Irving Berlin’s “God Bless America” has the shorter chronological arc. Written for a patriotic show in 1918 and then put aside, the tune reemerged from Berlin’s trunk in 1938 and began a journey that has never ended. Sheryl Kaskowitz, an independent scholar, has constructed an engaging portrait of how the song infiltrated patriotism, business and sports.
Kaskowitz skillfully traces the mixture of myth and reality that gathered around “God Bless America” from the moment of its identification with the popular singerKate Smith. Berlin did not write the song for Smith, but he and the tune benefited from the publicity she gave it on her radio show. In fact, Berlin and Smith’s manager, Ted Collins, vied to get credit for allocating the royalties from “God Bless America” to the Boy Scouts and Girl Scouts of America.
The song also figured in the debate over American involvement in World War II. At first, Berlin’s lyrics spoke to disillusionment over the nation’s participation in World War I. As the threat of Nazi Germany mounted in 1939 and ’40, “God Bless America” took on new meaning, especially for its Jewish composer — who faced anti-Semitic criticism, including from the future chaplain of the Senate, Peter Marshall of Washington. As the threat of war intensified, Berlin’s words seemed to become an argument for greater U.S. involvement n the fight against totalitarianism.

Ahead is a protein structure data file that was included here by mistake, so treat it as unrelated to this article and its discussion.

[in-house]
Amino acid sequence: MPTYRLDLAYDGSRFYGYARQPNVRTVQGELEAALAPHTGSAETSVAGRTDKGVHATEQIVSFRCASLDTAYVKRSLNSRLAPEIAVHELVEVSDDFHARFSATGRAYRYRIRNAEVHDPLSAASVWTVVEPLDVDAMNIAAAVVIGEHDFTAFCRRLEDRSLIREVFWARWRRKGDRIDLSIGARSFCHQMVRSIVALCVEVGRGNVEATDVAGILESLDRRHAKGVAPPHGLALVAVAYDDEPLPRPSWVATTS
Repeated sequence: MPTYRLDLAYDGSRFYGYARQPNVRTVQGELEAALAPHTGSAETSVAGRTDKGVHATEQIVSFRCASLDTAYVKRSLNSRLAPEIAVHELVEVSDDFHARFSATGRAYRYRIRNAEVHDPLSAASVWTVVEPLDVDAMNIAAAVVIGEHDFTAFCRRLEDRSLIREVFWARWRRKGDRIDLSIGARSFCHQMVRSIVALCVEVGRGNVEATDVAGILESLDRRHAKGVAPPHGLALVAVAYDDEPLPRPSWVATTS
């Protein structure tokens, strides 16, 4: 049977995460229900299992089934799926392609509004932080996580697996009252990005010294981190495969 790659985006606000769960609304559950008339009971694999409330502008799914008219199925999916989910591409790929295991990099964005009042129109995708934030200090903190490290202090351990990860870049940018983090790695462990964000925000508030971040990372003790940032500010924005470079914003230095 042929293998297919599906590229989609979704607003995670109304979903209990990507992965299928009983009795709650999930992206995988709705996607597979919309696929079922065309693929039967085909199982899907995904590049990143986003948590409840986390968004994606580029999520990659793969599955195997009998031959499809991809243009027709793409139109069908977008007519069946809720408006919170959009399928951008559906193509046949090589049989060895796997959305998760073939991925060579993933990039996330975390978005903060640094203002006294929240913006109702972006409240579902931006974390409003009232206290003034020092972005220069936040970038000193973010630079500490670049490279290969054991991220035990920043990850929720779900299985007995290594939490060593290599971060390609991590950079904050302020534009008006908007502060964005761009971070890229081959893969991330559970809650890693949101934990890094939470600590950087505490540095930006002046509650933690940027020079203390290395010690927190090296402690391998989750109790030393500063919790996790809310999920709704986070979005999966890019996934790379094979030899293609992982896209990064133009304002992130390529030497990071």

In the years that followed, “God Bless America” evolved into a tune associated with political conservatism. Protesters against liberal causes sang it as a way of emphasizing their patriotism and drowning out their enemies. Presidents Richard Nixon and Ronald Reagan made the song or its title an integral part of musical performances in their campaigns and of their presidential speeches. Kaskowitz’s treatment of these developments is illuminating and thoughtful.
Some of the most interesting pages in her sprightly narrative concern the recent fusion of sports and patriotism in “God Bless America.” The events of Sept. 11 gave the song new resonance, especially at baseball games, where it is still sung in the middle of the seventh inning.